Scope of ThinkPwn UEFI Zero Day Expands

The scope of the ThinkPwn UEFI vulnerability disclosed last week has grown past Lenovo and HP laptop firmware to motherboards sold by Gigabyte.

A serious hardware vulnerability, thought to be confined to UEFI drivers in Lenovo and HP laptops, has also been found in firmware running on motherboards sold by Gigabyte.

The flaw was publicly disclosed last week by researcher Dmytro Oleksiuk. No patches are yet available.

Oleksiuk said the flaw, which he calls ThinkPwn, is in the SystemSmmRuntimeRt UEFI driver, which he found on firmware in Lenovo ThinkPad laptops.

“Vulnerability is present in all of the ThinkPad series laptops, the oldest one that I have checked is X220 and the newest one is T450s (with latest firmware versions available at this moment),” Oleksiuk wrote on a Github entry. Oleksiuk published proof-of-concept exploit code for the vulnerability last week along with his disclosure.

An attacker exploiting the vulnerability will gain privileges that will allow them to run arbitrary code in System Management mode and potentially disable flash write protection which defends against code execution. An attacker would also be able to shut down other security protections such as Secure Boot or bypass Virtual Secure Mode, including Credential Guard, on Windows 10 machines.

Lenovo responded last week that its investigation is ongoing and that the vulnerable System Management Mode code was written by Intel and came to Lenovo from one of its BIOS vendors; these suppliers take original chip code from Intel and AMD and customize them to work with specific computers.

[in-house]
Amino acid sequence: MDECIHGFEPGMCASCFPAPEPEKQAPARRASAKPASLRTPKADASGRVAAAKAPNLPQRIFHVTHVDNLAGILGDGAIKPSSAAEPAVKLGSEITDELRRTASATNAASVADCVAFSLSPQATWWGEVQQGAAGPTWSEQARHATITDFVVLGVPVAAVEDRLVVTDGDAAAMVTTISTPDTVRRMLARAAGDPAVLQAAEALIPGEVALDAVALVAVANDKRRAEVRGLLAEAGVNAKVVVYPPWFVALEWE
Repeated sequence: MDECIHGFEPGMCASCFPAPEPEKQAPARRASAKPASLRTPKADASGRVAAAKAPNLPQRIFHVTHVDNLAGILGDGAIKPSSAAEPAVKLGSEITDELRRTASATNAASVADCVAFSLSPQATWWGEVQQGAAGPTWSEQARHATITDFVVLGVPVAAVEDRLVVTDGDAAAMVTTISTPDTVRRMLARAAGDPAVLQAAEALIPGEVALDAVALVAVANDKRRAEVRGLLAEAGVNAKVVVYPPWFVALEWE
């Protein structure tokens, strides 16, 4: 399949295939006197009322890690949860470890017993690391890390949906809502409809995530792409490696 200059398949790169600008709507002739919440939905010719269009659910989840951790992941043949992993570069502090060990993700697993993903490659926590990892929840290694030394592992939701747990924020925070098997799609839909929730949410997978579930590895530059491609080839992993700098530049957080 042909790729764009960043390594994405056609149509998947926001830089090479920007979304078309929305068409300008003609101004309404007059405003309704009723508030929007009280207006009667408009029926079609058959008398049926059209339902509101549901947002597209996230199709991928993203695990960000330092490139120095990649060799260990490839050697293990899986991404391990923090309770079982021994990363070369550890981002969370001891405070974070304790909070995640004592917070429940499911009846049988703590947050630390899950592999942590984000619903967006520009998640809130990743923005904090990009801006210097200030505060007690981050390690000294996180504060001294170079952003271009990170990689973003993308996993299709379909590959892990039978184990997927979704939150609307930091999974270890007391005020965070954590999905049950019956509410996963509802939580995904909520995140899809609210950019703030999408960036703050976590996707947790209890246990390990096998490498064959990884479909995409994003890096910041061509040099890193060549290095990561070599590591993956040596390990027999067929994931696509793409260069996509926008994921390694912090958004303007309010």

“The package of code with the SMM vulnerability was developed on top of a common code base provided to the IBV by Intel. Importantly, because Lenovo did not develop the vulnerable SMM code and is still in the process of determining the identity of the original author, it does not know its originally intended purpose,” Lenovo said in its statement. “But, as part of the ongoing investigation, Lenovo is engaging all of its IBVs as well as Intel to identify or rule out any additional instances of the vulnerability’s presence in the BIOS provided to Lenovo by other IBVs, as well as the original purpose of the vulnerable code.”

As of this morning, Lenovo still has not provided a security update.

A request for additional comment from Oleksiuk was not returned in time for publication. Researcher Alex James said that the vulnerable code was also found in HP Pavilion laptops and today that Gigabyte motherboards (Z68-UD3H, Z77X-UD5H, Z87MX-D3H, Z97-D3H and many others) were also carrying the vulnerable SMM code.

Oleksiuk, who has found and disclosed other UEFI vulnerabilities before, provides technical details on his blog along.

“I decided to do the full disclosure because the main goal of my UEFI series articles is to share the knowledge, not to make vendors and their users happy,” Oleksiuk wrote. “Also, I don’t have enough resources to check the vulnerability on all of the Lenovo computers, so, if you have ThinkPad — it’s likely vulnerable, in case of other model lines I’d recommend to wait for official advisory from vendor. It’s very unlikely that this vulnerability will be exploited in the wild, for regular customers there are much more chances to be killed with the lightning strike than meet any System Management Mode exploit or malware.”

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